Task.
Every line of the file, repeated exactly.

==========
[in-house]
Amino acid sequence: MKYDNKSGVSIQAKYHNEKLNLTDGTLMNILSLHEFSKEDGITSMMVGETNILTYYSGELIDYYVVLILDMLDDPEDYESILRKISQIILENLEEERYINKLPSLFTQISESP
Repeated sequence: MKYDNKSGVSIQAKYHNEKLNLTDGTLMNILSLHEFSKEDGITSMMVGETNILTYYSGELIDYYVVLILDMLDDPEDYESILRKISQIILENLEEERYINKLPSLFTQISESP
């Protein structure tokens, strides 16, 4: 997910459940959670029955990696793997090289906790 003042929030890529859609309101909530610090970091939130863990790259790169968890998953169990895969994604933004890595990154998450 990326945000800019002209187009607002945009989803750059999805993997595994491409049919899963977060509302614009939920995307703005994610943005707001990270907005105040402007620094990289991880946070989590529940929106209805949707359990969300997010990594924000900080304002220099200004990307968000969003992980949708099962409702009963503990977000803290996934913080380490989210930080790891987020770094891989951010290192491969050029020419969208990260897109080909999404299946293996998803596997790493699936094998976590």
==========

[in-house]
Amino acid sequence: MKYDNKSGVSIQAKYHNEKLNLTDGTLMNILSLHEFSKEDGITSMMVGETNILTYYSGELIDYYVVLILDMLDDPEDYESILRKISQIILENLEEERYINKLPSLFTQISESP
Repeated sequence: MKYDNKSGVSIQAKYHNEKLNLTDGTLMNILSLHEFSKEDGITSMMVGETNILTYYSGELIDYYVVLILDMLDDPEDYESILRKISQIILENLEEERYINKLPSLFTQISESP
């Protein structure tokens, strides 16, 4: 997910459940959670029955990696793997090289906790 003042929030890529859609309101909530610090970091939130863990790259790169968890998953169990895969994604933004890595990154998450 990326945000800019002209187009607002945009989803750059999805993997595994491409049919899963977060509302614009939920995307703005994610943005707001990270907005105040402007620094990289991880946070989590529940929106209805949707359990969300997010990594924000900080304002220099200004990307968000969003992980949708099962409702009963503990977000803290996934913080380490989210930080790891987020770094891989951010290192491969050029020419969208990260897109080909999404299946293996998803596997790493699936094998976590």